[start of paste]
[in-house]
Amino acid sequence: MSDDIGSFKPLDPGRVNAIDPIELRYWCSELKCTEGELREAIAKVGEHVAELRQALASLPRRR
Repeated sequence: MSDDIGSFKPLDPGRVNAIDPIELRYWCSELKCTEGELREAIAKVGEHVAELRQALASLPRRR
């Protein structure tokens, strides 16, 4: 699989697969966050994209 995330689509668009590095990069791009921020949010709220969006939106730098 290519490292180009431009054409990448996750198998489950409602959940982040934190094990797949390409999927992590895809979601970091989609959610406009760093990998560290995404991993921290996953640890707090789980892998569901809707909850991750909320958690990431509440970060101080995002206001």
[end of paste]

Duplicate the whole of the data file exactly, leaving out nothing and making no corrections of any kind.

[in-house]
Amino acid sequence: MSDDIGSFKPLDPGRVNAIDPIELRYWCSELKCTEGELREAIAKVGEHVAELRQALASLPRRR
Repeated sequence: MSDDIGSFKPLDPGRVNAIDPIELRYWCSELKCTEGELREAIAKVGEHVAELRQALASLPRRR
């Protein structure tokens, strides 16, 4: 699989697969966050994209 995330689509668009590095990069791009921020949010709220969006939106730098 290519490292180009431009054409990448996750198998489950409602959940982040934190094990797949390409999927992590895809979601970091989609959610406009760093990998560290995404991993921290996953640890707090789980892998569901809707909850991750909320958690990431509440970060101080995002206001």